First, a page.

Time has been kind to the bike’s fluorescent yellow finish, too, which seemingly shimmers just as brightly as it once did – the benefit, Moninger says, of being stored in a dark cellar for much of its life.

That said, we’re awfully happy that this machine has come back out into the light of day because it’s simply too pretty to be hidden away.

Scott Moninger 1991 Coors Light team Serotta Colorado   1991 Coors Light team Serotta Colorado

Complete bike specifications

  • Frame: 1991 Serotta Colorado II, custom geometry
  • Fork: 1991 Serotta Colorado II
  • Headset: Shimano Dura-Ace HP-7400, 1in threaded
  • Stem: Shimano Dura-Ace HS-7400
  • Handlebars: Cinelli 64
  • Tape/grips: Cinelli cork
  • Front brake: Shimano Dura-Ace BR-7403
  • Rear brake: Shimano Dura-Ace BR-7403
  • Brake levers: Shimano Dura-Ace SLR BL-7402
  • Front derailleur: Shimano Dura-Ace FD-7403
  • Rear derailleur: Shimano Dura-Ace RD-7402
  • Shift levers: Shimano Dura-Ace SL-7402
  • Cassette: Shimano Dura-Ace Uniglide 8-speed, FH-7402
  • Chain: Shimano Dura-Ace CN-7401
  • Crankset: Shimano Dura-Ace FC-7400, 53/40T
  • Bottom bracket: Shimano Dura-Ace BB-7400
  • Pedals: Shimano Dura-Ace PD-7401
  • Rims: Mavic CX-18 tubular, 28h
  • Front hub: Shimano Dura-Ace HB-7402
  • Rear hub: Shimano Dura-Ace FH-7402
  • Spokes: Wheelsmith 14/15 double butted, alloy nipples
  • Front tire: Vittoria Corsa CX tubular
  • Rear tire: Vittoria Corsa CG tubular
  • Saddle: Selle San Marco Strada
  • Seatpost: Shimano Dura-Ace SP-7400
  • Other accessories: Avocet 30 computer, American Classic bottle cages

Special thanks to the folks at The Pro’s Closet, who will soon open up a museum of noteworthy vintage bikes at their headquarters in Boulder, Colorado

 

Colorado Vintage Mountain Bike Ride 2014

Vintage Mountain Bike Ride 2014-1

This past Labor Day Weekend marked the 2nd Annual Colorado Summer Vintage Mountain Bike Ride. We had a great turnout with over 20 diverse bikes and riders. It was great to see everyone’s vintage rides out of the garage and on the trail!

This year’s course pushed the outdated geometry, rigid frames, and coaster brakes through 7 miles of scenic Rocky Mountain trails through the Betasso Preserve.

We want to thank everyone who came out to enjoy the day with us! It was a huge success and we look forward to riding with you again next year!

Vintage Mountain Bike Ride 2014-2

The Pro’s Closet photographer, Emily, was all smiles on her Kona Klunker!

Vintage Mountain Bike Ride 2014-22

What a collection!

Juli Furtado's Yeti

Some last minute adjustments to Juli Furtado’s 1990 Yeti FRO race bike before taking off.

Vintage Mountain Bike Ride 2014-4

The first pit-stop. Those vintage mountain bikes sure looked good back on the trail!

Vintage Mountain Bike Ride 2014-15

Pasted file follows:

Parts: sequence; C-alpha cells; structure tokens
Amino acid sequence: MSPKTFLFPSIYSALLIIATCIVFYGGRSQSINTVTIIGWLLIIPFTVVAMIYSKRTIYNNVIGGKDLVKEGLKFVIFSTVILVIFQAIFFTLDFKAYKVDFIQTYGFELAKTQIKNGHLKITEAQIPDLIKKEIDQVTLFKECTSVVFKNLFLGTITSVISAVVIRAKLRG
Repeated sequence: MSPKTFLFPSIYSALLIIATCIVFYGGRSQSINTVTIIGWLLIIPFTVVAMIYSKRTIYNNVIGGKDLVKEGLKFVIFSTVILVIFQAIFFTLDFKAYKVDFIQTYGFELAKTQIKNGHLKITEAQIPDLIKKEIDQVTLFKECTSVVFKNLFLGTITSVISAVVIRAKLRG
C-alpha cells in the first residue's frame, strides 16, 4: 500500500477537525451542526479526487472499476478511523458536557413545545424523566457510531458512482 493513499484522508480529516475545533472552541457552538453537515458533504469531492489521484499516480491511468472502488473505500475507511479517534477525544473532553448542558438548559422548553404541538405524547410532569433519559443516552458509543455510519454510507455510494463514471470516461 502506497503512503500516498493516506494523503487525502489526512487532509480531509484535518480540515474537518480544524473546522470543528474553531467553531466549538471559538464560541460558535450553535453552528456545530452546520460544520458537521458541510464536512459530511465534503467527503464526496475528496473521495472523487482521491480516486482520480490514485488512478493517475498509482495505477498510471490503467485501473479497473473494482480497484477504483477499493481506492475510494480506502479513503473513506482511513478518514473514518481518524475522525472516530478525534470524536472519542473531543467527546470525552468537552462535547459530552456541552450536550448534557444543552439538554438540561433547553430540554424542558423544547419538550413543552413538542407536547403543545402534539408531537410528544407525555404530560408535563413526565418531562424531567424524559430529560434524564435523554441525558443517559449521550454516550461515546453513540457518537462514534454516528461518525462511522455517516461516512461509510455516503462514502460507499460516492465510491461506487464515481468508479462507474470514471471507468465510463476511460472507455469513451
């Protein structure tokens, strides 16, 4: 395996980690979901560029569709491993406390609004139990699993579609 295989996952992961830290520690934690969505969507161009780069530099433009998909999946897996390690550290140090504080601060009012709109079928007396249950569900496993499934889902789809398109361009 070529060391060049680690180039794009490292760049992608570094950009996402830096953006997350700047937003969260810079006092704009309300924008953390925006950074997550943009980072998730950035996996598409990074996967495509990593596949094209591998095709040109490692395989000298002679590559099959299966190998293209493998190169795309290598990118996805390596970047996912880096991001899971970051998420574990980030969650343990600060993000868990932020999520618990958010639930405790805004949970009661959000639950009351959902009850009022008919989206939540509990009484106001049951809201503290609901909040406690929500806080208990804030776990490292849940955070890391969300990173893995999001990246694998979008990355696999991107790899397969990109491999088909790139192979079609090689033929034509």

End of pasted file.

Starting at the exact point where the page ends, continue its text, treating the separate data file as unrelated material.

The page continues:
Action shot!

Vintage Mountain Bike Ride 2014-5

One last breather before the downhill!

 

 

 

 

 

The Pro's Closet, Nick Martin, owner rallied "his" / Chris Herting's Yeti FR

The Pro’s Closet, Nick Martin, owner rallied “his” / Chris Herting’s Yeti FRO!

Vintage Mountain Bike Ride 2014-6

An awesome shot from Mike Wilk as we began the final descent back into Boulder.

Vintage Mountain Bike Ride 2014 // The Klunkerz crew!

The Klunker crew!

Vintage Mountain Bike Ride 2014-20

All the riders got a sweet reward after the ride with food from Yellowbelly Chicken and beverages from Upslope Brewery!

 

Manitou! The Slingshot was a crowd favorite!


Klunk'n ain't easy! The Pro's Closet

The Top 15 Items For Your Mountain Bike First-Aid Kit

It’s becoming that time of the year when we all start planning the last big mountain bike trip of the season. Many of us head to the desert to catch the autumn weather, others head to the hills to catch the fall foliage. Regardless of where you’re going don’t skimp on the details! A properly planned mountain bike first-aid trail kit can make or break your trip!

Regardless of how long or short your ride is, you want to have a proper mountain bike First-Aid Kit.

The Basics

Your trail pack should have the ability to carry your life source, water! Any Camelbak or hydration backpack with a minimum 70 oz. reservoir will work (think 20 oz. per hour of riding). Be sure to choose a pack that has additional storage to carry your bike tools and first aid supplies. Regardless of how long your ride is, you need to carry these essentials:

  • 1. Food! Trail mix, Clif products, or energy bars. Try to consume about 200 calories per hour.
  • 2. Multi Tool: 4, 5, 6 mm allen keys, screw drivers, and a chain tool are necessities. A Torx set and Swiss Army Knife give even more versatility.
  • 3. Extra Parts: An inner tube, patch kit, tire levers, hand pump or CO2, master link, derailleur hanger, zip ties, and a little duct tape will go a long way!

First Aid

The items listed above will get your bike out of the woods but what if something goes wrong with you or a riding buddy? A little extra weight in your pack will pay dividends if an unfortunate situation arises. As you gear-up, keep the following items on hand:

  • 4. Band Aids
  • 5. Gauze Pads
  • 6. Waterproof Tape
  • 7. Butterfly Closures
  • 8. Antibiotic Cream
  • 9. Gloves
  • 10. Tegaderm
  • 11. SAM Splints

Emergency Supplies

If you’re heading out into the backcountry or on a trail less traveled, a few extra emergency items will help keep you alive in the worst situations.

  • 12. Emergency Space Blanket
  • 13. Water Purification Tablets
  • 14. Lighter
  • 15. GPS

The initial investment of an MTB First-Aid Kit might seem excessive, but it is always better to have too much than too little!